Alante Brown learned a lesson from Simeon’s controversial season-ending loss to Nazareth: even when things in life go unfortunately awry, one must move on with a positive attitude.
So when Michigan State announced earlier this month that receivers coach Terrence Samuel and defensive backs coach Don Treadwell were switching positions, Brown made the decision to decommit from the Spartans — a program he still describes as his “dream school” — and reopen his recruitment.
“I built a good relationship with coach Samuel, and he was demoted to defensive backs coach and he got moved off the field, so that was a big change for me because I wanted to be coached by him,” Brown told the Sun-Times on Tuesday. “It’s a little tough … but I’m just real excited about the opportunity that I have in front of me.”
The Simeon star, projected to be a wideout in college, will need to move quickly to commit to a new school before National Signing Day next Wednesday, Feb. 6. He released a new top five on Tuesday, consisting of Florida State, Pitt, Iowa State, Texas Tech and Tennessee.
Brown was on an official visit to Florida State on Saturday when he announced his Michigan State decommitment on Twitter, and he speaks highly of the Seminoles.
“I met a lot of guys, some of the top players in the country,” he said. “They made me feel comfortable — I feel like I could fit in. It was a great experience being able to go down to a school like Florida State and see the culture and everything, being from Chicago.”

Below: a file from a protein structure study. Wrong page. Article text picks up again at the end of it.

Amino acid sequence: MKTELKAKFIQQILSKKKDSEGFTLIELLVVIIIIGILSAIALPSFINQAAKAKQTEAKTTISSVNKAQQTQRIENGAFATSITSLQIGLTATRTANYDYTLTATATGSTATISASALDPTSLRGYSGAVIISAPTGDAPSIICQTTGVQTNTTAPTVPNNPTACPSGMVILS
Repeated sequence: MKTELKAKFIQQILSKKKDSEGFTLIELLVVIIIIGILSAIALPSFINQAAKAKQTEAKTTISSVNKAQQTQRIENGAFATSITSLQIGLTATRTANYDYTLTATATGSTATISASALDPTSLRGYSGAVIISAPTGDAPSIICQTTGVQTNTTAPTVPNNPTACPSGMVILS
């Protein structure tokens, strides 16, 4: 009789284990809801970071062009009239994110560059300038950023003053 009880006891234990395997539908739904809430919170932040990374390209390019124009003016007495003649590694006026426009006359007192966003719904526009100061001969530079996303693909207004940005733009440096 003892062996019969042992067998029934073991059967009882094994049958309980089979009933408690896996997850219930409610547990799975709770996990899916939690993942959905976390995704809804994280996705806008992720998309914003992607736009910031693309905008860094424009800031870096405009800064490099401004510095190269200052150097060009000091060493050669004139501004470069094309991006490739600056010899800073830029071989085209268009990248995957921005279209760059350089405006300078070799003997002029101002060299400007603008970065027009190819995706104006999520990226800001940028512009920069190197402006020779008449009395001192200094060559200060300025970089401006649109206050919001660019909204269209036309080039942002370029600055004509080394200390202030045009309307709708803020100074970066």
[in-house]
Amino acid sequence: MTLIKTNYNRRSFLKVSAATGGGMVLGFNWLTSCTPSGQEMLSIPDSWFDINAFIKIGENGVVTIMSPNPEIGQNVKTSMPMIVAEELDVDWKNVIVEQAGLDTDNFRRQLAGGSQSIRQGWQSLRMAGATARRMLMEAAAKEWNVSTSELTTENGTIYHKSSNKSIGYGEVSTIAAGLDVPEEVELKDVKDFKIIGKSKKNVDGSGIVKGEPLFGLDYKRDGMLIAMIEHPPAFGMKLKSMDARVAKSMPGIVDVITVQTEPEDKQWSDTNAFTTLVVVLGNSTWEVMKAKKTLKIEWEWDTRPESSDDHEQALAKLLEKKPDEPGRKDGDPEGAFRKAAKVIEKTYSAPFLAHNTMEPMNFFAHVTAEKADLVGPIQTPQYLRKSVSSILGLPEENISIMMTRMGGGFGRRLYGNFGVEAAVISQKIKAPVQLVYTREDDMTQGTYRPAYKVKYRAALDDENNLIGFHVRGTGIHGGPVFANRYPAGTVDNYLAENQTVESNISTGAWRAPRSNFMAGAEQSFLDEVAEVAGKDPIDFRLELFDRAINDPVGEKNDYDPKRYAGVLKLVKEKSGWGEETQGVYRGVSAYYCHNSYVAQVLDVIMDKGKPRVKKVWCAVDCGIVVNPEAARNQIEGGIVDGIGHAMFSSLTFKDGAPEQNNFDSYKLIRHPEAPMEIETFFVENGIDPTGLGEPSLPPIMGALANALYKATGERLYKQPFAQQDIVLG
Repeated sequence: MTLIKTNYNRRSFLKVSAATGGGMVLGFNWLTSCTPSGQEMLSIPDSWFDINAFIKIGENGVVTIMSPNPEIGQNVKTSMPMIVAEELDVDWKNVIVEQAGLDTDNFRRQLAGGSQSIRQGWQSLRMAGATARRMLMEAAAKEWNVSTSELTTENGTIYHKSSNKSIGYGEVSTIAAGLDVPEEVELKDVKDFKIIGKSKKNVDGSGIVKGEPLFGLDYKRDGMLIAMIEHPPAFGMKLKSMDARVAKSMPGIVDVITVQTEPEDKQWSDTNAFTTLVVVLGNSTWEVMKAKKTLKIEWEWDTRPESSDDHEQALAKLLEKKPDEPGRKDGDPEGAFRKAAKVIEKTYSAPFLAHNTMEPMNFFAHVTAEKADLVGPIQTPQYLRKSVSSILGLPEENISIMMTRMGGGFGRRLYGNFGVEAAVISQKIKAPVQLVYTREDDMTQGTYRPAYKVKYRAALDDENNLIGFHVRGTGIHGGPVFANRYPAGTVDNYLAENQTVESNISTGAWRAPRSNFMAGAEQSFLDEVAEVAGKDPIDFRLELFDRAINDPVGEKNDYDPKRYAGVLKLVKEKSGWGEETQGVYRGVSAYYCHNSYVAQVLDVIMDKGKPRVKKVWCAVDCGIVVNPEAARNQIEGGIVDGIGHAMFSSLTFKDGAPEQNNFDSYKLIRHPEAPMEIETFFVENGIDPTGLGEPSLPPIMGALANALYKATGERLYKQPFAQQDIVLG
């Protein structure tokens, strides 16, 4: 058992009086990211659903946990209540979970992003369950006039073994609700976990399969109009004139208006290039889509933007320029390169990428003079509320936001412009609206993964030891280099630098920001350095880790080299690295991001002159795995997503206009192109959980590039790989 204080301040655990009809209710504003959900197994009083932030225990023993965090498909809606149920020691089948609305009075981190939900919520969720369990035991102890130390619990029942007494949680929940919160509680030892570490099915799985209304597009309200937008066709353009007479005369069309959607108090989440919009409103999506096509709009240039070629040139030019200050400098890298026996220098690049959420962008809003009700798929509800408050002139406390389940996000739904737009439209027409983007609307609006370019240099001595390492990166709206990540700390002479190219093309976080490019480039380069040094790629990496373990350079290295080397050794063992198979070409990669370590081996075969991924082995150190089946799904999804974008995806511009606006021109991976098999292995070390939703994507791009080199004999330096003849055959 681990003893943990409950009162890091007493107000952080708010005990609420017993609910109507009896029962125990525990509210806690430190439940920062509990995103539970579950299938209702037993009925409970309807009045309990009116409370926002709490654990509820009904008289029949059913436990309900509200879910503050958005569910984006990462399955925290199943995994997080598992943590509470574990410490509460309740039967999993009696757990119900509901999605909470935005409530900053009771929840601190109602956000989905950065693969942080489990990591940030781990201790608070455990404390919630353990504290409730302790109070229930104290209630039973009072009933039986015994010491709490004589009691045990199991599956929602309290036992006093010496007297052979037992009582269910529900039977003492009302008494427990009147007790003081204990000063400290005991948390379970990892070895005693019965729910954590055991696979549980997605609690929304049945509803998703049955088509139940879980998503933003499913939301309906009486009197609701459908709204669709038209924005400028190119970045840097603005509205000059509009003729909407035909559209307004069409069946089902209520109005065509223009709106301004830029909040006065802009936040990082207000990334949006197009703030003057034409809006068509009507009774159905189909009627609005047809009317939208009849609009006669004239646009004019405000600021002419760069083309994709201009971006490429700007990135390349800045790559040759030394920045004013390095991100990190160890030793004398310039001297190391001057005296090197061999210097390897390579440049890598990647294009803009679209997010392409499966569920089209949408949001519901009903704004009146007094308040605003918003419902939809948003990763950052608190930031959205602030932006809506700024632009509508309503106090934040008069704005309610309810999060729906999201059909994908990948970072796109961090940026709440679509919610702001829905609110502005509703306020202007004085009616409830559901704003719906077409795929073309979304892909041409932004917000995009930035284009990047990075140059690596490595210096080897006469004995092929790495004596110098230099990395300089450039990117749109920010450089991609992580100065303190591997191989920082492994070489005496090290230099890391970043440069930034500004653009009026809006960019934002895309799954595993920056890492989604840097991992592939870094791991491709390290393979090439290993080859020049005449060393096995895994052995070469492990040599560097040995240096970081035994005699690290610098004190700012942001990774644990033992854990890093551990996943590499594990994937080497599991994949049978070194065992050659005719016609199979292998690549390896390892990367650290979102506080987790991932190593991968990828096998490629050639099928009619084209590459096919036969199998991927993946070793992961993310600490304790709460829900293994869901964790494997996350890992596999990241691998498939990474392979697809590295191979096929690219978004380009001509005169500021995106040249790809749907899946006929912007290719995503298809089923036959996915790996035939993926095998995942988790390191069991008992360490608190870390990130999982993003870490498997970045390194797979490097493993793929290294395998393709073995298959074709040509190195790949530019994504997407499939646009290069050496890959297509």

He can take one more official visit this coming weekend and said he’s still deciding which of the four other schools to scope out in person. He hopes to major in either electrical or constructional engineering in college and said he’s also looking for a good academic fit in that regard.
Brown initially committed to Miami-Ohio in April, then decommitted in June, then committed to Michigan State a few weeks after that.
He raised eyebrows on Dec. 19, the first day of the early signing period, when he was one of only two players in the Spartans’ recruiting class to not send in a national letter of intent. But he insisted that he still planned at the time to enroll, and was waiting solely to improve his test grades first. Not until Jan. 10, when news of Spartans’ coaching staff reshuffling broke, did he begin to reconsider.
Since then, however, the process has become exceedingly hectic.
“A lot of people, they’ve been coming at me all at once,” Brown said. “But being in this situation before and being able to handle pressure, I’m like, ‘Ok, I know what they really mean when they say this.’ I have a lot of knowledge because of the people that surround me — I have a lot of mentors that tell me how the game works.”
At Simeon, Brown was a three-year starter at quarterback and led a masterful 2018 season, guiding the Wolverines into the Class 7A state quarterfinals in November with a perfect 11-0 record.
But Simeon fell to Nazareth, 34-27, after Brown was marked down at the 2-yard line in the final seconds. A group of Simeon alumni and parents filed a lawsuit afterwards alleging that a Nazareth father, dressed as an official on the sidelines, influenced calls and tampered with the game’s outcome, but an attempt to have the lawsuit heard before the championship game two weeks later was not granted.
In moving on from that heartbreaking conclusion to his high school career, Brown said he developed a fresh attitude that has been helpful in all aspects of life.
“It happened, I was upset, but life goes on,” he said. “A lot of things just don’t go our way, but a better opportunity always comes through, because we’re still in the beginning stages of our life.”